Former Bupa GC Paul Newton cautions: ‘You’re expected to bring common sense, acumen and business nous to the board, not your legal skills. Most board members don’t think it’s necessary to have a lawyer sitting with them. Legal advice, they believe, is something you acquire before the board meeting, not during it.’ Ruddock sounds another note of caution: ‘When you give your time freely, people take it freely.’

I. Stephanie Boyce, consultant and Law Society deputy vice-president-elect, chairs the session ‘How to develop and run a legal operations function’. Consultant GC Vicky Lockie says: ‘Start with a risk assessment.’ She also warns: ‘Without data, you are flying blind.’ DPA Professionals GC Max Hübner raises a laugh with: ‘Here’s your takeaway for today. Never, ever say “more for less” again.’

John Lewis Partnership legal operations head Maria Passemard reminds us that in-house lawyers are often the unsung heroes of the moment. ‘The boss demands to know why you have gone over budget. Because we had a huge bit of litigation, you reply, which brought £500m to the business – but not a penny to the legal department.’ NaviStar Legal Limited founder and CEO Jo Rogers unveils the steel that makes her an innovator. ‘When you delegate change to colleagues, hold their feet to the fire to make sure they are really doing things differently. Business as usual is like a tsunami – it swamps everything.’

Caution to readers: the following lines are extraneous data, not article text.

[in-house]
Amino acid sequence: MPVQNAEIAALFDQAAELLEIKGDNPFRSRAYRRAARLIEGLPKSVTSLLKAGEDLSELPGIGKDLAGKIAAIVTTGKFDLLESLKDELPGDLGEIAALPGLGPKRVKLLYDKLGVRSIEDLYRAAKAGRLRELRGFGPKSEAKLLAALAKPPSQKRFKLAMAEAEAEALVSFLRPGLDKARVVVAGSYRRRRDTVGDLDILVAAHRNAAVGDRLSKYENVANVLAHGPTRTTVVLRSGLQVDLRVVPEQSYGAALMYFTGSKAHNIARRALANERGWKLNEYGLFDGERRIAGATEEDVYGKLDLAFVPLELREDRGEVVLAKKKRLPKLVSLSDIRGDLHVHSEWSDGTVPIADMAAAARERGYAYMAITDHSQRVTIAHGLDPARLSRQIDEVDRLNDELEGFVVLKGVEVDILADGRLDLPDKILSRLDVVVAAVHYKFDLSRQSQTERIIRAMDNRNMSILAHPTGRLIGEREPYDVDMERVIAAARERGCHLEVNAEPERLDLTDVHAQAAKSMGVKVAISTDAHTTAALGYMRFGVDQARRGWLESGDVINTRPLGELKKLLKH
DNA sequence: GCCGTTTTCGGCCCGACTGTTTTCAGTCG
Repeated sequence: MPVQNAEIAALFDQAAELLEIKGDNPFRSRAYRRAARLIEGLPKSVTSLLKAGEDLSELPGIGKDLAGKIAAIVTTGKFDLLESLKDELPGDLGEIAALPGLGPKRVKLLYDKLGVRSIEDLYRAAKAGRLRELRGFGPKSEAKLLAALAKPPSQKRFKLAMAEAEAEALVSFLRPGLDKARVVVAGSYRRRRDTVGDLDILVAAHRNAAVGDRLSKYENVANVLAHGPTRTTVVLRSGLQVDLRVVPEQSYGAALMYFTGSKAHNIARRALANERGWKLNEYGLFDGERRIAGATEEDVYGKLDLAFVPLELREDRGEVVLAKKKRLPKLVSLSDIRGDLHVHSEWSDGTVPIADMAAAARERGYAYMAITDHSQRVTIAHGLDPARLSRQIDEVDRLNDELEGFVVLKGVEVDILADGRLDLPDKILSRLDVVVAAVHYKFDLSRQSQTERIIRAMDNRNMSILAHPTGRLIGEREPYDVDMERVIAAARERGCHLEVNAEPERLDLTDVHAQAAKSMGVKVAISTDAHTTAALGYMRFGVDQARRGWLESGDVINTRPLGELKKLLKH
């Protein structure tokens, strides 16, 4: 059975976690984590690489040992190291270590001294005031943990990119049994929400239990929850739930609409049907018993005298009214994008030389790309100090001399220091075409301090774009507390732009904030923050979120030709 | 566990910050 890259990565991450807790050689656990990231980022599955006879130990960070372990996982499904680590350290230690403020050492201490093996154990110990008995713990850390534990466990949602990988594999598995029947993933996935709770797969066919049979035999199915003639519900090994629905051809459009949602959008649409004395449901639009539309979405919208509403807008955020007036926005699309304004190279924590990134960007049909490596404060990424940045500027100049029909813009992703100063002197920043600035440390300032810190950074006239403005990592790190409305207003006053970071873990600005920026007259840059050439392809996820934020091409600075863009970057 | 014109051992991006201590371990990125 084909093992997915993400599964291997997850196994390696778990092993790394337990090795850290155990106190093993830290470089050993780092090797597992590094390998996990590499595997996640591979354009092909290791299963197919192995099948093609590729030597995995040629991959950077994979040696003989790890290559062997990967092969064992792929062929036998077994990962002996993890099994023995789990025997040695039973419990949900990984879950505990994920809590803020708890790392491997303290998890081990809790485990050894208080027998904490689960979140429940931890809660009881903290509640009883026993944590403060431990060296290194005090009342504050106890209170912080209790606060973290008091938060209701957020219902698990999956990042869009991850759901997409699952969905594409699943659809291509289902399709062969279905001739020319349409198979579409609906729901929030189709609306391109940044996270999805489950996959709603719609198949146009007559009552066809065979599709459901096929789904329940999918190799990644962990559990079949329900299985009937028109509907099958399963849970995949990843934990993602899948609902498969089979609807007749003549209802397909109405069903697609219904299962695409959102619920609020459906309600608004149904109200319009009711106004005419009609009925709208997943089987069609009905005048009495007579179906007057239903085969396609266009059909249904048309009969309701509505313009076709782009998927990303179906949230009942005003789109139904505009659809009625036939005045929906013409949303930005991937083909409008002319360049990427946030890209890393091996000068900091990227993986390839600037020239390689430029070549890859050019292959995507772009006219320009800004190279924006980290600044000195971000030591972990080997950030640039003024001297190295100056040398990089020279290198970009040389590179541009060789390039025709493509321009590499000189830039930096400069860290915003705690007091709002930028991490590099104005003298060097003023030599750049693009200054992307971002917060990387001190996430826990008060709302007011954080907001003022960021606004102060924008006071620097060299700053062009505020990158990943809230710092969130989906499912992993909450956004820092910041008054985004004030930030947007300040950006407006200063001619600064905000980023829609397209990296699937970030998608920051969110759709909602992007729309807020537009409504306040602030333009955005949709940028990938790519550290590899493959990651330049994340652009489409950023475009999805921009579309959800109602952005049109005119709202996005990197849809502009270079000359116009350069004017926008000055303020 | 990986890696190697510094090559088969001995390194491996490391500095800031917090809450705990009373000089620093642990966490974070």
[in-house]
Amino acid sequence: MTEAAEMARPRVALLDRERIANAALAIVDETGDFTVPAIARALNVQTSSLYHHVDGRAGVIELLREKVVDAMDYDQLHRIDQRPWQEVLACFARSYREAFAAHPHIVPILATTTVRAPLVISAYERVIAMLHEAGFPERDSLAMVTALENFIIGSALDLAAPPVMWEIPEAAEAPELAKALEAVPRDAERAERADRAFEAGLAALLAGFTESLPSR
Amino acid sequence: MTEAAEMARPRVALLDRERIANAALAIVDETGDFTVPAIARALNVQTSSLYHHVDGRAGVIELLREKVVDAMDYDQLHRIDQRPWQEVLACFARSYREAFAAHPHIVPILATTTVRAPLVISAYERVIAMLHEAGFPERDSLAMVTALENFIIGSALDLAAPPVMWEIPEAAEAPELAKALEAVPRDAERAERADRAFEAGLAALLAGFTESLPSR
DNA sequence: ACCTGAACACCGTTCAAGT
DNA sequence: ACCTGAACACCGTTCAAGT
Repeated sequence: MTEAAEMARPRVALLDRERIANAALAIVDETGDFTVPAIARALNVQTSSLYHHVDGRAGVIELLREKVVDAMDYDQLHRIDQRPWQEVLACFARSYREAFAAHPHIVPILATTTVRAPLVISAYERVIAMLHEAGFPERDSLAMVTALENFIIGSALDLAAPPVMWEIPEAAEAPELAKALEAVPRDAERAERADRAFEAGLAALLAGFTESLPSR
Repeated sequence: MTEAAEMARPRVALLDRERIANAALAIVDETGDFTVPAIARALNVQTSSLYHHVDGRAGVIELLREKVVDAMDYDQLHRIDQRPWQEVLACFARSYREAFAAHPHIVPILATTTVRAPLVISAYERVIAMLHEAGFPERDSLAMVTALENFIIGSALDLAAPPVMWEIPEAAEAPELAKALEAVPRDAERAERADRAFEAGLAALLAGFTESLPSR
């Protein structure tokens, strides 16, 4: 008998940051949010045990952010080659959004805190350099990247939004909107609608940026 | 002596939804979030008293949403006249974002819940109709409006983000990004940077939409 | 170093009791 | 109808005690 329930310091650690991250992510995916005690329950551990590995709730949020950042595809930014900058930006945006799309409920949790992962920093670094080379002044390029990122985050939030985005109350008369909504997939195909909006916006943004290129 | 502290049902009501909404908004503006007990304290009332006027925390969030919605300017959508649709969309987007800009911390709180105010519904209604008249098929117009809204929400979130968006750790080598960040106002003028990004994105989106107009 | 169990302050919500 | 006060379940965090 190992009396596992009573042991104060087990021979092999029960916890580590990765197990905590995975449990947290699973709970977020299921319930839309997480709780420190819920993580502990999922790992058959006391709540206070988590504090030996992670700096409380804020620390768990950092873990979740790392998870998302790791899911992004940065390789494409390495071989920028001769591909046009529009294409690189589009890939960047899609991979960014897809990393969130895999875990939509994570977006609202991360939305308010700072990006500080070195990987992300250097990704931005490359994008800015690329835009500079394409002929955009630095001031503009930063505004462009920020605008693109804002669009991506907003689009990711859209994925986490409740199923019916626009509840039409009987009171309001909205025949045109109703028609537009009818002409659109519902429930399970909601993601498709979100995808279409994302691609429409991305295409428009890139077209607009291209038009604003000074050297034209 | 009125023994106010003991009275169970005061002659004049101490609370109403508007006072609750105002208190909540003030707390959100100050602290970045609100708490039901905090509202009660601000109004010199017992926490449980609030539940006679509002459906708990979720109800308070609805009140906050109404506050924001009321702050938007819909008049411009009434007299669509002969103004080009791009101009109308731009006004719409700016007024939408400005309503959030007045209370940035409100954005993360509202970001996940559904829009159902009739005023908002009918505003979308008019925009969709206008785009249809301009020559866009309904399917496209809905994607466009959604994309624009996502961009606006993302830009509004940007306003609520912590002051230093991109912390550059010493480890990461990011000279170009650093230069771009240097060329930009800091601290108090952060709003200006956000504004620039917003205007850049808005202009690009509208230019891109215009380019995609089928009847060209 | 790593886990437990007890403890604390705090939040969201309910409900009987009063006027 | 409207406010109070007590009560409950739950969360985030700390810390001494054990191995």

28,000 Solicitors working in-house

£512,000 Maximum in-house salary 18+ PQE (BCL)

35% Percentage of solicitors predicted to be in-house by 2020